Billion dollar drug abuse bill sent to President’s desk

Billion dollar drug abuse bill sent to President’s desk

Congressman Lee Zeldin, joined by Suffolk County Police Commissioner Tim Sini, health professionals, community groups, parents, expresses his support for the package of bills coming to the House floor this week. File photo from Jennifer DiSiena

Major change may be coming to the North Shore, as a drug abuse bill is set to land on U.S. President Barack Obama’s (D) desk this week.

U.S. Rep. Lee Zeldin (R-Shirley) is a co-sponsor of the Comprehensive Addiction and Recovery Act of 2016, which plans to spend $8.3 billion to help combat widespread drug addiction, especially addiction to heroin, on Long Island.

“As addiction and overdose deaths continue to climb, tearing families apart, it is essential that the President sign CARA into law to start delivering help to those suffering,”
— Lee Zeldin

CARA passed through the House of Representatives last week with a bipartisan vote of 407 to 5, and the Senate this week with a bipartisan vote 92 to 2.

Zeldin, who is a member of The Bipartisan Task Force to Combat the Heroin Epidemic, said he has been a proud supporter of this bill for more than a year now, and is happy to see Congress backing it.

“With both House and Senate passage of CARA, a bill that I proudly cosponsor, we are now only one step away from this bill being signed into law,” Zeldin said in a statement. “78 people [lose] their life every day as a result of an opioid or heroin overdose. Last year — on Long Island alone — 442 people died of a heroin or opiate overdose, up from 403 overdose deaths the year before. As addiction and overdose deaths continue to climb, tearing apart families and communities, it is essential that the President sign CARA into law to start delivering help to those suffering.”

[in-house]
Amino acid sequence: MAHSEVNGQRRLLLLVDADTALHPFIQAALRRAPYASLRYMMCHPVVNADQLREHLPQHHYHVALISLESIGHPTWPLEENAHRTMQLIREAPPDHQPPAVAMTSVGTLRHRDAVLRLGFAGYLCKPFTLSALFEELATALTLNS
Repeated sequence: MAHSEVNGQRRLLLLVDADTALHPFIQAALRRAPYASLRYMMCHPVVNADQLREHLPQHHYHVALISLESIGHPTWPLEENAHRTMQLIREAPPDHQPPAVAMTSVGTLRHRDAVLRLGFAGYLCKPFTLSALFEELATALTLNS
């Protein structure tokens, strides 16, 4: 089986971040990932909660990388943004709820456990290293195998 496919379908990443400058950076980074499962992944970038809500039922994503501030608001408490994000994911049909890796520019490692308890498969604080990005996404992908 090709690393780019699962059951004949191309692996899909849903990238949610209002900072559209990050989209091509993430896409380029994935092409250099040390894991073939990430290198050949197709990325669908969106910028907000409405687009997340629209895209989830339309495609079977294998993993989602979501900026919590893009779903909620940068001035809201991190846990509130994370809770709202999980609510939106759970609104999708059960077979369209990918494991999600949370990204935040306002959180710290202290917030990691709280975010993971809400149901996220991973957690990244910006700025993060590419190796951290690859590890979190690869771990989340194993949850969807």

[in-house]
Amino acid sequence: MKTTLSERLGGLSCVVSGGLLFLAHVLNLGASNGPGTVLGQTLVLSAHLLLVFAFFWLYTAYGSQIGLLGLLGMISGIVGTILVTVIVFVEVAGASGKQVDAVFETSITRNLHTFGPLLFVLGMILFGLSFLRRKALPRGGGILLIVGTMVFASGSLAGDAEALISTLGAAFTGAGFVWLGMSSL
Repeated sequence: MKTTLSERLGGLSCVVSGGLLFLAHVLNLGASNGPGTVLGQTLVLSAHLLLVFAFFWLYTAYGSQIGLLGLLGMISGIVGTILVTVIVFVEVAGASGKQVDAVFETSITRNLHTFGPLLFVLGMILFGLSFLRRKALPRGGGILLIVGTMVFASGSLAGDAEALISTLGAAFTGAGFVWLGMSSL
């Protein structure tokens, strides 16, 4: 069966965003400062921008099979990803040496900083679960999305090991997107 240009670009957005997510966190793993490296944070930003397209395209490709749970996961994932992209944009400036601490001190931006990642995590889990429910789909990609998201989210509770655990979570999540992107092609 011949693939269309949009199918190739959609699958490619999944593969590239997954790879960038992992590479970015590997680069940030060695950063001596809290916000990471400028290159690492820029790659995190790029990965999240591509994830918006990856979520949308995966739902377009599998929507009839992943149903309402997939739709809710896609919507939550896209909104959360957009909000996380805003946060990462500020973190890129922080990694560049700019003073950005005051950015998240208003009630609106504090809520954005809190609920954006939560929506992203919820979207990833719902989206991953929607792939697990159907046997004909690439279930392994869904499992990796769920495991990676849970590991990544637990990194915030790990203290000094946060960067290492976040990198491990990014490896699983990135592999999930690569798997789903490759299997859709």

The specifics of CARA include $80 million in funding to help prevent and treat addiction on a local level through community-based education, prevention, treatment and recovery programs; $160 million for the expansion of medication-assisted treatment options; and $103 million to establish a community-based competitive grant program to address and treat the problems of heroin and opioid addiction and abuse. Additional funding will help supply po lice forces and emergency medical responders with higher quantities of naloxone, known more commonly as Narcan, a medication that is proven to reverse an opioid overdose.

Another part of CARA’s funding focuses on pain management and prescription.

According to the bill, the Department of Health and Human Services is required to assemble a Pain Management Best Practices Inter-Agency Task Force, which will review, modify, and update the best practices for pain management and prescribing pain medication, and examine and identify the need for, development, and availability of medical alternatives to opioids.

The grant aspect of CARA is connected to the Omnibus Crime Control and Safe Streets Act of 1968. CARA is set to amend that bill to authorize the Department of Justice to award grants to state, local and tribal governments to provide opioid-abuse services, including enhancing collaboration between criminal justice and substance abuse agencies; developing, implementing and expanding programs to prevent, treat, or respond to opioid abuse; training first responders to administer opioid overdose reversal drugs; and investigating unlawful opioid distribution activities.

The North Shore is not immune to the heroin crisis. According to a New York State Opioid Poisoning, Overdose and Prevention Report from 2015, Suffolk County has the highest heroin-related overdose fatalities of any county in New York.

Zeldin has co-sponsored several other bills in the House on this issue.

“While there is not just one piece of legislation that will solve this crisis, we must always continue our fight to provide our local communities with the resources necessary to help stop and prevent drug abuse through treatment, enforcement, and education,” he said.